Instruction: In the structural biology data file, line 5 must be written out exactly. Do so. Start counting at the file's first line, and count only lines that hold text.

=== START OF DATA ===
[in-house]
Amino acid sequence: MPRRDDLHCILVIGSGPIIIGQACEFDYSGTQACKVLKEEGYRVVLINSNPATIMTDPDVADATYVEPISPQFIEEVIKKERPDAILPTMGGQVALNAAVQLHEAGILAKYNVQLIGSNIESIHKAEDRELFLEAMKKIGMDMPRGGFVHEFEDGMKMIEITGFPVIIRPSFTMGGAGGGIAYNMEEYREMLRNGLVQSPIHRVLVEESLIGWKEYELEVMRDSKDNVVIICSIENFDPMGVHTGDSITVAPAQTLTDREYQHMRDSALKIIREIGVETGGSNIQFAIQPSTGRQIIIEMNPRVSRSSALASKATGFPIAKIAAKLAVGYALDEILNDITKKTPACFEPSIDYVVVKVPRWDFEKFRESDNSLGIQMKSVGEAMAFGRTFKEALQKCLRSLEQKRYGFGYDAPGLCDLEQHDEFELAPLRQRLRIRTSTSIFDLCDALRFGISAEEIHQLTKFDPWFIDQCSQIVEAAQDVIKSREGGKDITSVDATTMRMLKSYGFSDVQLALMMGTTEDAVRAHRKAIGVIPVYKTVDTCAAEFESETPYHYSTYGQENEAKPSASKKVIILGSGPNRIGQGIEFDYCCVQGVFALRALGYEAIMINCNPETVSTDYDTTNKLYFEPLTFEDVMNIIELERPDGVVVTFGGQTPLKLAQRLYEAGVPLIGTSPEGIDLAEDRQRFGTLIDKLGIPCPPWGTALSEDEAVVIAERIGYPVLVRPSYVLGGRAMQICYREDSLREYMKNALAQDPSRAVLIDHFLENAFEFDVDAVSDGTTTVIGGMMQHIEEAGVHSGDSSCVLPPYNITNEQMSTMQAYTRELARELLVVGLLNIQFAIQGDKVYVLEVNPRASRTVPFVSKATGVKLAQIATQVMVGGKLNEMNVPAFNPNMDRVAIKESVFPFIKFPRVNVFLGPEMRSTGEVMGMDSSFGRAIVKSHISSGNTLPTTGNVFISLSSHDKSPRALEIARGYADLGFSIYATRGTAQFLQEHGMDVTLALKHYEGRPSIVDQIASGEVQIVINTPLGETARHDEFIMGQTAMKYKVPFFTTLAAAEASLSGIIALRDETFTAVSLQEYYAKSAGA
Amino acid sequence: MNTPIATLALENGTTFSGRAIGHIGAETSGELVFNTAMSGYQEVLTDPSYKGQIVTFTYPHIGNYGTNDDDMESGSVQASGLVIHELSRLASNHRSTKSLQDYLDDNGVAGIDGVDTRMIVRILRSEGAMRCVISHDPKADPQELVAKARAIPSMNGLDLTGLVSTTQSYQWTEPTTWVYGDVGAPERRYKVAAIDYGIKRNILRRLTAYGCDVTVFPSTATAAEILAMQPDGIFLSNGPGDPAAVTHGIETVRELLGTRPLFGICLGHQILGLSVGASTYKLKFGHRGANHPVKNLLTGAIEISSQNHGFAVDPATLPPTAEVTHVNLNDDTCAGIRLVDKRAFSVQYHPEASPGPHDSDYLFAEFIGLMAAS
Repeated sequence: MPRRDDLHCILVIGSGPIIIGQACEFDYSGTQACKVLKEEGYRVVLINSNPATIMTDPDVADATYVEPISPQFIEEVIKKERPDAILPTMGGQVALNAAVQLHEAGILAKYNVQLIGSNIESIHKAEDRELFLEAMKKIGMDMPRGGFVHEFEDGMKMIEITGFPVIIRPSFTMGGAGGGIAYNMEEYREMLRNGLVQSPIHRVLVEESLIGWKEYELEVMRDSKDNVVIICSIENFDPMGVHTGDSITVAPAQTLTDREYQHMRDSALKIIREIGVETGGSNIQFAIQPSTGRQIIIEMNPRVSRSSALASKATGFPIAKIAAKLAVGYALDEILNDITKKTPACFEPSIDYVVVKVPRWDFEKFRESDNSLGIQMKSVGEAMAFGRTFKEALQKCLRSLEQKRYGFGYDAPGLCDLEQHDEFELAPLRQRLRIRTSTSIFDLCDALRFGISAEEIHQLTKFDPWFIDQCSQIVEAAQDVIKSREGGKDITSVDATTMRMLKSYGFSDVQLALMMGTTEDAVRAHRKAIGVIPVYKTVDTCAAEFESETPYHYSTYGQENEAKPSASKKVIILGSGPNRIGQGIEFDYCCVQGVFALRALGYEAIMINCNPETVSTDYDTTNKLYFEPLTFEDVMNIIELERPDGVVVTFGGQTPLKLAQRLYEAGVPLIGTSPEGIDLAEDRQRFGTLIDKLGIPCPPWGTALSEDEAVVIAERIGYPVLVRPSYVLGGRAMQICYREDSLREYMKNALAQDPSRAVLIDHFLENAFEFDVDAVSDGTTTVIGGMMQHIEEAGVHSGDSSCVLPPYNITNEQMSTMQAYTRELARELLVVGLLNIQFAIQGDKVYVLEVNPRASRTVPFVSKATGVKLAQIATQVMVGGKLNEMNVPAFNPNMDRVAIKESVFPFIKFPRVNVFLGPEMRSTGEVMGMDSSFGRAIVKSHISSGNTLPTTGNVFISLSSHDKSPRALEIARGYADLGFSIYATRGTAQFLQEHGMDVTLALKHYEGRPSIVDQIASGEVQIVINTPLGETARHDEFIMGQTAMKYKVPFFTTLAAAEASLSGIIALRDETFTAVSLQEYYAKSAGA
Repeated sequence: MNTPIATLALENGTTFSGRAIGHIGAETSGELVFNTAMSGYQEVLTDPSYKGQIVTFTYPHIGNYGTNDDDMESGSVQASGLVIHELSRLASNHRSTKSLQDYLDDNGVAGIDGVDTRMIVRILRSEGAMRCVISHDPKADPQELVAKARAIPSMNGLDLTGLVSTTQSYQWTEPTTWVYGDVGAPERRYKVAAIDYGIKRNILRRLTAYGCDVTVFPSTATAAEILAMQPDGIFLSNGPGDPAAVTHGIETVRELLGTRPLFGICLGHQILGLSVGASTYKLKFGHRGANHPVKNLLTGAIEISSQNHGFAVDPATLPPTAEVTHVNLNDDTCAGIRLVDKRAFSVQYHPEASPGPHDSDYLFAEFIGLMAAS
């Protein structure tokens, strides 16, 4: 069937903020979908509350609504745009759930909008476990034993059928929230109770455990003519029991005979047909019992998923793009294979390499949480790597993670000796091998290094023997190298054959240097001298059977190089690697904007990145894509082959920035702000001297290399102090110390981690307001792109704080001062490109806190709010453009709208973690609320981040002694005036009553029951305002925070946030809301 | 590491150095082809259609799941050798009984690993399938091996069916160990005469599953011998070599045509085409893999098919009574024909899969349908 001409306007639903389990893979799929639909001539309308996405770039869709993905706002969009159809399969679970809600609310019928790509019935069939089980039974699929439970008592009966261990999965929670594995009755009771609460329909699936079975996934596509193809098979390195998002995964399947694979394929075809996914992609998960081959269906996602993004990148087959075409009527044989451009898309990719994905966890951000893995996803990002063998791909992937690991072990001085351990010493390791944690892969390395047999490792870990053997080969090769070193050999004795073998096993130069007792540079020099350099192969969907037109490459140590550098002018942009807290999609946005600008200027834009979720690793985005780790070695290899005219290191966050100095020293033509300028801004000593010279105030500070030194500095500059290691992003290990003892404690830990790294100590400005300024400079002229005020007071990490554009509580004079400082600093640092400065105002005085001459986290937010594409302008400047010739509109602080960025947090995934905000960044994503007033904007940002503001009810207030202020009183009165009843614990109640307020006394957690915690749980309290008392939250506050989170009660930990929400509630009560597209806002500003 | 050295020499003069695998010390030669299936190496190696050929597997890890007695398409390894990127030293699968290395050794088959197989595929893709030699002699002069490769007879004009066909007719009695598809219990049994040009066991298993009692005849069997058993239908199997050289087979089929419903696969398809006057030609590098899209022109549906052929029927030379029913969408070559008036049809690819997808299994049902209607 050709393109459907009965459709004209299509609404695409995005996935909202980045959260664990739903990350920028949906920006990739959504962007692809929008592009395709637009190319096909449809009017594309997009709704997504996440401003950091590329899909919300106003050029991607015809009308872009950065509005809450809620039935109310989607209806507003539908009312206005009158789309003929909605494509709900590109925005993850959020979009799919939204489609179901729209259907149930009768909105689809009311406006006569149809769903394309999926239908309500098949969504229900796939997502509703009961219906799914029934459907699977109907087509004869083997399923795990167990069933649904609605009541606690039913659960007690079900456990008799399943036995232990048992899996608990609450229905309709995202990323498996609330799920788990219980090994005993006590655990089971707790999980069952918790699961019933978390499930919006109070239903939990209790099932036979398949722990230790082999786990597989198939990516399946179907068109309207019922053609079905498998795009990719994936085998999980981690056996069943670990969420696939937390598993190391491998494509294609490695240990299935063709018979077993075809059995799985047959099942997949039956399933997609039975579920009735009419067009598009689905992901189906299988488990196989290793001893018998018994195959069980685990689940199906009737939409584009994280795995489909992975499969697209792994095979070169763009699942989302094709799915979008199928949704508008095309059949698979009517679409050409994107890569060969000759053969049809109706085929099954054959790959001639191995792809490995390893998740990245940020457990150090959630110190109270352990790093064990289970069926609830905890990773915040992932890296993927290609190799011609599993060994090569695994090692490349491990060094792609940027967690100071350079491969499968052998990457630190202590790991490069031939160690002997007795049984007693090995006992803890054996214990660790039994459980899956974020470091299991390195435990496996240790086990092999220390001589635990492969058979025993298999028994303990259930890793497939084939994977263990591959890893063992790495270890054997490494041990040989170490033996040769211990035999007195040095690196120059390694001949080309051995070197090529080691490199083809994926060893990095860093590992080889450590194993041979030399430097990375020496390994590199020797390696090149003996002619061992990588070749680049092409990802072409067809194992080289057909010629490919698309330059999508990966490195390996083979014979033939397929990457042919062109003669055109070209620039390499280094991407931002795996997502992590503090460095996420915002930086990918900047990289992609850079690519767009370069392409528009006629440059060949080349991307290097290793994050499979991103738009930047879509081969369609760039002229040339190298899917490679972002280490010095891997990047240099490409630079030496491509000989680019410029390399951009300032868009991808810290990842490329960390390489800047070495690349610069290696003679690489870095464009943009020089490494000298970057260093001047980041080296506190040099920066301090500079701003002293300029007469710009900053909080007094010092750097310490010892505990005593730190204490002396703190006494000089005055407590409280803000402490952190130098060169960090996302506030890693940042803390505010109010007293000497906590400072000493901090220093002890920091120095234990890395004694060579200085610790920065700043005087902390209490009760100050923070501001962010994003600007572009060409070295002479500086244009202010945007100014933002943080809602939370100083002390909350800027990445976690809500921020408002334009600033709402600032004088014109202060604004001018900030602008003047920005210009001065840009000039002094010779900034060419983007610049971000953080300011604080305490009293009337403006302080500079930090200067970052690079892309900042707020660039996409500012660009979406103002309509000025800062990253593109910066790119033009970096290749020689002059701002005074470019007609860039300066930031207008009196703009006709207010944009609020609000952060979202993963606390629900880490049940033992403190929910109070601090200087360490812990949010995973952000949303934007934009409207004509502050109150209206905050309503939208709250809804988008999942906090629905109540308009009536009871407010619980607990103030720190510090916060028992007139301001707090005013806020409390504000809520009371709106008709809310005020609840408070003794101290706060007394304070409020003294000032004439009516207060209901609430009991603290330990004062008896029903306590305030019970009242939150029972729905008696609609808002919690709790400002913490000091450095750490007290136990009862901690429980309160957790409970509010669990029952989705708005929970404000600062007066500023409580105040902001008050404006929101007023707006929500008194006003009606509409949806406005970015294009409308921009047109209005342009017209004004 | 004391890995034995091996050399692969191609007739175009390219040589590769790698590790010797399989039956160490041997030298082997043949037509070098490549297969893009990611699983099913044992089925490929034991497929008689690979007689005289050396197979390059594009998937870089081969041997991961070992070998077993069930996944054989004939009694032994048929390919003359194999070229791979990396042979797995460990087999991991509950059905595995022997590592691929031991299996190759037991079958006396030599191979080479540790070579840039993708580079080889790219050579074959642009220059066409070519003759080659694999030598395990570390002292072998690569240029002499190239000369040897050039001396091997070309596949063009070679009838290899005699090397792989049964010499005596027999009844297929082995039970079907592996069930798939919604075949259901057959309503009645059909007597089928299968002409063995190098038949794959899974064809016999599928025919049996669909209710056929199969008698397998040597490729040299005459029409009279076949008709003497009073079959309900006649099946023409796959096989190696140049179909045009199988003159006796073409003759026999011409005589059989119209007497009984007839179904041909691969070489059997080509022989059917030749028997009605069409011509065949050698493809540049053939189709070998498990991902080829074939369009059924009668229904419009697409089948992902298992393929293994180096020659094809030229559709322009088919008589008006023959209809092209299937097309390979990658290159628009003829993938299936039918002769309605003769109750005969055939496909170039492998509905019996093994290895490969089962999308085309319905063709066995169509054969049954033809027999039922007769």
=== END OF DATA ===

Repeated sequence: MNTPIATLALENGTTFSGRAIGHIGAETSGELVFNTAMSGYQEVLTDPSYKGQIVTFTYPHIGNYGTNDDDMESGSVQASGLVIHELSRLASNHRSTKSLQDYLDDNGVAGIDGVDTRMIVRILRSEGAMRCVISHDPKADPQELVAKARAIPSMNGLDLTGLVSTTQSYQWTEPTTWVYGDVGAPERRYKVAAIDYGIKRNILRRLTAYGCDVTVFPSTATAAEILAMQPDGIFLSNGPGDPAAVTHGIETVRELLGTRPLFGICLGHQILGLSVGASTYKLKFGHRGANHPVKNLLTGAIEISSQNHGFAVDPATLPPTAEVTHVNLNDDTCAGIRLVDKRAFSVQYHPEASPGPHDSDYLFAEFIGLMAAS